/ San Giovanni d'Asso, Tuscany
Italian Villa is a magnificent
home inside the charming Tuscan hilltown
of San Giovanni d'Asso.
Situated near a medieval castle,
the Italian Villa was built in the
16th century on one basic level,
with terraced rooms to separate the
living areas from the sleeping quarters.
beauty and old world charm of the
original structure of the villa with its exposed beam
ceilings, granite and tile floors
is a gorgeous backdrop for the comfortable
and authentic Tuscan furnishings.
The courtyard offers a splendid private
pool amid formal gardens, all nestled
within the ancient beauty of the
rolling tuscan countryside.
interior has been carefully renovated to include all
modern conveniences without losing
its authenticity. With
seven bedrooms and 5 bathrooms there's
ample room for up to 13 guests. Ideal for those
who wish to enjoy the bustle of local
shops, restaurants and cafes, then
retreat to the comforts of a large
private home and enjoy the soul soothing
views of the hills surrounding Siena.
As if this wasn't sweet enough,
included in the price is a maid 6
days a week, plus a gardener to tend
to the courtyard.
Without a doubt, staying at The Italian
Villa is a wonderful experience!
Money On Your Travels
Traveling to a foreign country presents
specific challenges as far as money. In Western
Europe it's really very easy, especially now that the Euro is
the standard currency.
This means that you can cross borders from
one country to another and use the same cash (very nice!). The
United Kingdom is still
an exception, where they use the British
Pound, but rumor has it that they too will soon transfer to the
It's very safe to meander through Europe,
but Americans can become targets for pickpockets. Therefore I
wear a money belt under my clothing. Here I keep my passport,
driver's license, cash, Traveler's Cheques, ATM and a credit card.
You can purchase inexpensive security belts and body hugging bags
at travel stores or check out www.savvytraveleredmonds.com.
Just as in the U.S., you'll find plenty of
ATM's on street corners, at banks, in airports and train stations.
You'll also find that most establishments in the larger cities
and airports accept USD (United States Dollars) for purchases,
but their rate of exchange is not as good as an ATM or bank. Therefore
you may want to order some Euros from your local bank to get you
started on your trip, and be sure and ask about free Traveler
Cheques (most banks provide this courtesy to their regular customers).
Just a short note about tipping in Europe:
the system of paying service people such as waiters, taxi drivers,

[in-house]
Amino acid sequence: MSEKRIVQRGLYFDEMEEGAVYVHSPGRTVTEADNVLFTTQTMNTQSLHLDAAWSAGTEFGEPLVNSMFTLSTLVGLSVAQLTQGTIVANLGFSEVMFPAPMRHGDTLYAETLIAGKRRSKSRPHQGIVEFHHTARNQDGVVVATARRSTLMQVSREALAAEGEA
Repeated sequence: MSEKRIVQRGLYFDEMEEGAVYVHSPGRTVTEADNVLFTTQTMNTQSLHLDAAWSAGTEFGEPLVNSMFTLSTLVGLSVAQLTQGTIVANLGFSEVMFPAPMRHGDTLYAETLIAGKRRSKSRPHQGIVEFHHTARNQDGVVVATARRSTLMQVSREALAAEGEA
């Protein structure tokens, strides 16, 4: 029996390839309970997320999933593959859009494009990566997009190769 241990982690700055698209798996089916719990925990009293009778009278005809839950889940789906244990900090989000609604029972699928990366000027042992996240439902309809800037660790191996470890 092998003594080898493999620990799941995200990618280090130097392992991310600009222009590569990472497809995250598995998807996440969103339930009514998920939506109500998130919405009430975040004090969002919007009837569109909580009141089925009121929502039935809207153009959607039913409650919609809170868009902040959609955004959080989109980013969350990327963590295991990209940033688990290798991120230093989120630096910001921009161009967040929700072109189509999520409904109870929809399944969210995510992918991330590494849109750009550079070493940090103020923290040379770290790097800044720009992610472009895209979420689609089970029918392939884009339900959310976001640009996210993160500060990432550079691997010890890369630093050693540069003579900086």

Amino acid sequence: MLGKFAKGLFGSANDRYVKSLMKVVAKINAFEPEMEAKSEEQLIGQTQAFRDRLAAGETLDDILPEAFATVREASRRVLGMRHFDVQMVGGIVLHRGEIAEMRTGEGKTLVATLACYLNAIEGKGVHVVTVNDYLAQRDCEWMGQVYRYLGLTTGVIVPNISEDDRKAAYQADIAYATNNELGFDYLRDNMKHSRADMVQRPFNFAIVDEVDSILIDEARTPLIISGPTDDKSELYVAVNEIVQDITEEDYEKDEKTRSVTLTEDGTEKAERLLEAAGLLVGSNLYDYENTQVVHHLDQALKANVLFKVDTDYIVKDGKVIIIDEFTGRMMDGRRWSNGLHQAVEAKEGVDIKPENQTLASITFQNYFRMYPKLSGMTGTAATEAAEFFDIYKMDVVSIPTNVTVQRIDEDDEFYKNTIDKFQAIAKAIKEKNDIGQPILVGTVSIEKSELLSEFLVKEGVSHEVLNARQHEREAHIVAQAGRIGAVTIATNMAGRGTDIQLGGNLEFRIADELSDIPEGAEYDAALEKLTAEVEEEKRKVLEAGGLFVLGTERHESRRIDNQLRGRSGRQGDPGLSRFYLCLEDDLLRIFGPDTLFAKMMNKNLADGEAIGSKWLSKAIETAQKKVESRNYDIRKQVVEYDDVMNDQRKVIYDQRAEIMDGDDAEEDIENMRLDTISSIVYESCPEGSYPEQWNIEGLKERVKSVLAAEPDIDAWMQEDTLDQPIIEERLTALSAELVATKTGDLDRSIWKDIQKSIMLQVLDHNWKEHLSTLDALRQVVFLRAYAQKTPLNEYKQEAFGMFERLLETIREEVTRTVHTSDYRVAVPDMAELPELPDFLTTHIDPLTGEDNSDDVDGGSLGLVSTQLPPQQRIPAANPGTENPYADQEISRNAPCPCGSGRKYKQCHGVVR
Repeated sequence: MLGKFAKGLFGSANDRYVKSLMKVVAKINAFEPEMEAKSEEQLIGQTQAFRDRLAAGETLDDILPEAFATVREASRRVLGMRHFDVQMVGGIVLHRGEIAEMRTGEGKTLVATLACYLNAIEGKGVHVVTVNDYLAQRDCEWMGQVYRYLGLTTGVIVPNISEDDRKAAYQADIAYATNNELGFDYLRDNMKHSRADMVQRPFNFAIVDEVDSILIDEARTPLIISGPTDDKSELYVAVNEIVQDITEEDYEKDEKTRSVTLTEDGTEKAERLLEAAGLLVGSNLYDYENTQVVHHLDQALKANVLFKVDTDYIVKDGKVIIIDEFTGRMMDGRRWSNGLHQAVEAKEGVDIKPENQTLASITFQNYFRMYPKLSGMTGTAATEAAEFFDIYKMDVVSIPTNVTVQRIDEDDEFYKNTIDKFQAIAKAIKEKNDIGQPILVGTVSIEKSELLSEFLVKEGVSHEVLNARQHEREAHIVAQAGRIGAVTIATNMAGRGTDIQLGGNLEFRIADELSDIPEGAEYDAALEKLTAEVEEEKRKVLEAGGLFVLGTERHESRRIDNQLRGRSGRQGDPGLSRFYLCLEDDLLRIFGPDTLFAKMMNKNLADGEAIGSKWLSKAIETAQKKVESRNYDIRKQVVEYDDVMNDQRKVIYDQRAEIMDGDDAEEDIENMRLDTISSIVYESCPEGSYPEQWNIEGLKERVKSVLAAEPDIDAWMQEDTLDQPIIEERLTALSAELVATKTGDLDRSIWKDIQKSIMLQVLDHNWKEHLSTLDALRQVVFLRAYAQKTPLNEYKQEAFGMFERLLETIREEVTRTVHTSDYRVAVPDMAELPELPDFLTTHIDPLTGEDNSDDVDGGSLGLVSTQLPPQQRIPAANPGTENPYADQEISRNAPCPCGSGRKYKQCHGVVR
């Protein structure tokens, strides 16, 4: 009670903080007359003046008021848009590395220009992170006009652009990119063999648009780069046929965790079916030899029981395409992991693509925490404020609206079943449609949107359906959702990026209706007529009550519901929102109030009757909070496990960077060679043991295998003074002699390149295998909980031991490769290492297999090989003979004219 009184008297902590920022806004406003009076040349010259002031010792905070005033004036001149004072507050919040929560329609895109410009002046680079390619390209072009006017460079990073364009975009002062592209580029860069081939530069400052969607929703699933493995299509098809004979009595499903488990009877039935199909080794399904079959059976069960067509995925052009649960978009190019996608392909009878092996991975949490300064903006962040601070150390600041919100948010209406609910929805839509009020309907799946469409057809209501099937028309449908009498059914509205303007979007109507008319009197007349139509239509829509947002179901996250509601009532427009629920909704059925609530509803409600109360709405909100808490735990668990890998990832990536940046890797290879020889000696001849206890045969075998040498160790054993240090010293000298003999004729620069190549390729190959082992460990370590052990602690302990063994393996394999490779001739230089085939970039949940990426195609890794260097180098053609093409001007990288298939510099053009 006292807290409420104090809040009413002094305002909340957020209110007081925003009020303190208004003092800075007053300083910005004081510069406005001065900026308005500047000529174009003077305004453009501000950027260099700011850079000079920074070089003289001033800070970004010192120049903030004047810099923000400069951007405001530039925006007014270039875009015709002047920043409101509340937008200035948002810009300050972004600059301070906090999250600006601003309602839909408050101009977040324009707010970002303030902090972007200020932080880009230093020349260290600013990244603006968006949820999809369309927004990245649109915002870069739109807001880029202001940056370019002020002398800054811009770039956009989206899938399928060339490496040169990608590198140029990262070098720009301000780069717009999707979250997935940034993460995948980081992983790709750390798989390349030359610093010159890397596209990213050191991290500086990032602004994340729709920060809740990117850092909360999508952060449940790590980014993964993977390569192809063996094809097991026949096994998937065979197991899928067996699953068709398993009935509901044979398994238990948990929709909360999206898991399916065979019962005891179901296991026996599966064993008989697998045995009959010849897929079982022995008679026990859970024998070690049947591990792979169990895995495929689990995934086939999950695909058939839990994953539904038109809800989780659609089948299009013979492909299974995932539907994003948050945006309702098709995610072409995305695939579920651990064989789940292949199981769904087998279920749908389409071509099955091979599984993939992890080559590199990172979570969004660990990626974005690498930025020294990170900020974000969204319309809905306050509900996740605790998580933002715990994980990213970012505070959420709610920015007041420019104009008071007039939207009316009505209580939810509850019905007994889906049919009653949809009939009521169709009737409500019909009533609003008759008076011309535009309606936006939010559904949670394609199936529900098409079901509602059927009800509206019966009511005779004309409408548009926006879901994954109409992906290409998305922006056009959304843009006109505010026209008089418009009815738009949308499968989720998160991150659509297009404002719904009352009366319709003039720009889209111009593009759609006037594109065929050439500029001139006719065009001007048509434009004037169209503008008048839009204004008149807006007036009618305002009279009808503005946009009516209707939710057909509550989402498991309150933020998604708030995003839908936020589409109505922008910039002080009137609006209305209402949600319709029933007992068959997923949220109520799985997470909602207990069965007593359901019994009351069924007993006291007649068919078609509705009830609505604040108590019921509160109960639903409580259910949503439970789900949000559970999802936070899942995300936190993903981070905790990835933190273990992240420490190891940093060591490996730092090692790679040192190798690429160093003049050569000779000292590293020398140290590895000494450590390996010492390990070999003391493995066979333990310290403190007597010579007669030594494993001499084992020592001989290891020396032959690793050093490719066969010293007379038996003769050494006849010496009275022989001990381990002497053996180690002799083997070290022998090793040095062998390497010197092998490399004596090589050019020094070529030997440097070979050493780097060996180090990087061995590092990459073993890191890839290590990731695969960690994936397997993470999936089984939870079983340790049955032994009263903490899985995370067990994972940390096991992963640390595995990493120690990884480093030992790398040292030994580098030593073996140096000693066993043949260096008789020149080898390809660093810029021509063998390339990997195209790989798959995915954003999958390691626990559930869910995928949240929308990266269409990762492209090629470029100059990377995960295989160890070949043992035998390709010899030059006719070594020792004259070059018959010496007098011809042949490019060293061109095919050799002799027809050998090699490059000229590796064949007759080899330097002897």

porters, maids, and others is different there. The wages already
include a tip so it's not necessary to tip on top of the invoice
unless you are particularly delighted with the service.
Check your specific villa or apartment rental
contract from Rentavilla.com because some property owners require
a cash security deposit at the time of arrival. You will need
to pay this in Euros and get a receipt. Then at the time of departure
they will return it to you, barring any damage. Also, any extra
charges stipulated on the contract will need to be paid in cash.
This may include telephone calls, utilities, final cleaning fee,
or baby crib rental. Again, not all owners ask for this, but your
contract will clearly tell you.
Travelers and Friends,
On behalf of the Rentavilla.com staff I
would like to wish you a fabulous and healthy
New Year filled with new traveling adventures!
2005 was a wonderful year for us. Several
trips to Europe and Mexico with the addition
of almost 100 new properties on our site
gives you more choices than ever. We are
planning on adding more new areas to visit
in 2006, so keep checking our website for
Also, gift certificates are now available.
Now through RentaVilla.com you can give
the gift of travel to those travel bugs
in your life. Does that someone special
have an upcoming birthday? How about $100
towards a villa vacation in Tuscany, or
a city apartment rental in Paris? How about
Valentine's Day in Venice near St.
Mark's Square or the Grand Canal?
sure that you can find many reasons and
many regions for giving. Just give us a
call or drop us an email and we will arrange
any amount for your very special gift. Voila!
Easy, unique and redeemable whenever and
wherever the recipient wants to travel.